20 Years of WordPress
26 May 2023 | 7:58 pm

In the early days, the web had many beautiful, romantic phases, in which things were simpler and people online, less prone to aggression, more innocent and/or prone to the good things in life.

In the early 2000s, the technical side of the web was also going through an interesting moment. Suddenly, sites went from being static to becoming dynamic.

Among the many systems of that period, on May 27th 2003, a small CMS for blogs called WordPress appeared. It was the beginning of — I think it’s safe to say — a revolution.

Few software has had such a profound impact on my life — that of millions of people — as WordPress.

WordPress was easy to install, easy to use, and easy to modify. Created as an open source project, it quickly attracted a dedicated community, which developed plugins, themes, wrote tons of documentation, and was always helpful to strangers trying to customize and solve problems on their own sites running WordPress.

It is estimated that b2/cafelog, the spiritual predecessor of WordPress, was used by about 2,000 sites in May 2003. Today, at 20 on an exponentially larger web, WordPress accounts for about 43% of all active sites in the world.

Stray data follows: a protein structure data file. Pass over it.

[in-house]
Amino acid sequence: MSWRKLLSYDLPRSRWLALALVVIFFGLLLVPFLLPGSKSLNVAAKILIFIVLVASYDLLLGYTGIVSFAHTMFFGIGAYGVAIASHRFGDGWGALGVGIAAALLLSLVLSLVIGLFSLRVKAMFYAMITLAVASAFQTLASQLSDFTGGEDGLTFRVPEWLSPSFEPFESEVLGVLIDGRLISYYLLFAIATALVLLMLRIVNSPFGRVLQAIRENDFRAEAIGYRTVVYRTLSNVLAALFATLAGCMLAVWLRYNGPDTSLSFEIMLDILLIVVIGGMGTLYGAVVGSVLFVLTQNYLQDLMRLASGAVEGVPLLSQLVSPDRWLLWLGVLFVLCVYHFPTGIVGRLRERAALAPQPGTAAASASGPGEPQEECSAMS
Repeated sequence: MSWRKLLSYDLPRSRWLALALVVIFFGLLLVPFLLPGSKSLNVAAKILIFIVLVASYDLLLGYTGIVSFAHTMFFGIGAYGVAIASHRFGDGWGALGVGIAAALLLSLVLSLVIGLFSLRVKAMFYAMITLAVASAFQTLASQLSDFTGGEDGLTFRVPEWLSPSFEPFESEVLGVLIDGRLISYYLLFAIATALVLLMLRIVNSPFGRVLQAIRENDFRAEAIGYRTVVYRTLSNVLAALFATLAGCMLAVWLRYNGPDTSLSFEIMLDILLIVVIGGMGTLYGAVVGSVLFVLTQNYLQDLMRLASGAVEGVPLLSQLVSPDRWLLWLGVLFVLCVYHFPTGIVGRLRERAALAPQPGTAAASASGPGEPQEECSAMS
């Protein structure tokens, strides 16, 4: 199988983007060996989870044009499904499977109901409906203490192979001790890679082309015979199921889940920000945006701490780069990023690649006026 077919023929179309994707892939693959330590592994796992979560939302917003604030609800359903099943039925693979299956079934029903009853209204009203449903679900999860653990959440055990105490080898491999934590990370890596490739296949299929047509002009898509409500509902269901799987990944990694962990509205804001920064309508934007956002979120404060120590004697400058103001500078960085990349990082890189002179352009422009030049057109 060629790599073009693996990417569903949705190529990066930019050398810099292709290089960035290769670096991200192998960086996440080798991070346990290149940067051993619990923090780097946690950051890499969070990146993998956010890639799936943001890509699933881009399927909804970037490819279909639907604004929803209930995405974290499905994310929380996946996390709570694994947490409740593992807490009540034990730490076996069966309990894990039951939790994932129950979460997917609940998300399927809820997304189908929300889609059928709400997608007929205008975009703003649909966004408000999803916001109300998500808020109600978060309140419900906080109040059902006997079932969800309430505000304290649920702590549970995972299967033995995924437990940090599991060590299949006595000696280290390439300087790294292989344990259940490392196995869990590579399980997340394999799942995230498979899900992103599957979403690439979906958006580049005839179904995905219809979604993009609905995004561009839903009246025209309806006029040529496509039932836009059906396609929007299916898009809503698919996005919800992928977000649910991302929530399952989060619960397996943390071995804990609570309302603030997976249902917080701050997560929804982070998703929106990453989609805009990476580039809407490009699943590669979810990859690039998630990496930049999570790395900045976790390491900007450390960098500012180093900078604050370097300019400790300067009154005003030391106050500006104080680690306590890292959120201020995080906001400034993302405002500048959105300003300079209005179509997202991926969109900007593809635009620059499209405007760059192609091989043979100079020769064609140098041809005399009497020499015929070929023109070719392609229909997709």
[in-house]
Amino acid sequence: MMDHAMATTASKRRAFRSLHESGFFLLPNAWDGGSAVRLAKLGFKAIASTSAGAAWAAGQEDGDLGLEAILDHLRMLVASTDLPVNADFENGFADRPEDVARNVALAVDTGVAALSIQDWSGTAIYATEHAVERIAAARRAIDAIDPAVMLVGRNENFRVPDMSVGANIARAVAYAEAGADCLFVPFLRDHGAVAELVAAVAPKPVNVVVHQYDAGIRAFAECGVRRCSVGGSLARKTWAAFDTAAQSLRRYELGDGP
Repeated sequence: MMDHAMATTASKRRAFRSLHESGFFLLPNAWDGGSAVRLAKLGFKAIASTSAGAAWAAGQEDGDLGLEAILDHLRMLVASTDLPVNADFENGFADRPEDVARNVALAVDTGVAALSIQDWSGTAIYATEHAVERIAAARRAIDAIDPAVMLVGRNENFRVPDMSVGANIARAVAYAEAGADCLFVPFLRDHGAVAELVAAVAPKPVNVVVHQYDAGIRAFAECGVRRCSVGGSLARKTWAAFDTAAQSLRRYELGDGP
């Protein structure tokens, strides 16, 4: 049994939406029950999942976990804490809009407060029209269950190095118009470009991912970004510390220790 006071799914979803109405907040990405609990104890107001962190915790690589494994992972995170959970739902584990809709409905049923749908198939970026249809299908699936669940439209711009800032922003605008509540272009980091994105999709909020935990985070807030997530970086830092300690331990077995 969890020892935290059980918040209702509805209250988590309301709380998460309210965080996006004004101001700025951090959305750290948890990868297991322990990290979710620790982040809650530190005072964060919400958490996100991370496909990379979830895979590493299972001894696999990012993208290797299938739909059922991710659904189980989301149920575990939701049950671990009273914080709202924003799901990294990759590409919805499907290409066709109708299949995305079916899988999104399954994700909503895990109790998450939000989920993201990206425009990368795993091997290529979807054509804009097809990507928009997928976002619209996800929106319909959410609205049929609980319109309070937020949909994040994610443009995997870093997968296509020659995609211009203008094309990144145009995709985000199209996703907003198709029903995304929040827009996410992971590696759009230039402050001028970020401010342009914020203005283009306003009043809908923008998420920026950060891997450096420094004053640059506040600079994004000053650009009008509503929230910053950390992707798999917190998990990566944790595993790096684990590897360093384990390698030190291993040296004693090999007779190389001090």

WordPress is also an inspiration as a business. Parallel to the open source project, co-founder Matt Mullenweg started a for-profit company, Automattic, and created a system in which the two parties feed each other, one strengthening the other, in a sustainable way.

Even today, anyone who wants to use WordPress can download the source code and install it on any server. Those who do not want to deal with servers and code, from weekend writers to small businesses, to large companies, have in the services of Automattic (and countless other partners) the relatively cheap managed option to enjoy the two decades of WordPress development.

There’s a lot to like about WordPress. Not everything was a breeze on this journey, however. In 2018, WordPress 5.0 ignited a new era in the project, that of the Gutenberg block editor. In place of the good and old text area for writing posts, we got a very visual system, with blocks of various content that can be embedded and remixed to create posts and pages — and, later on, entire sites.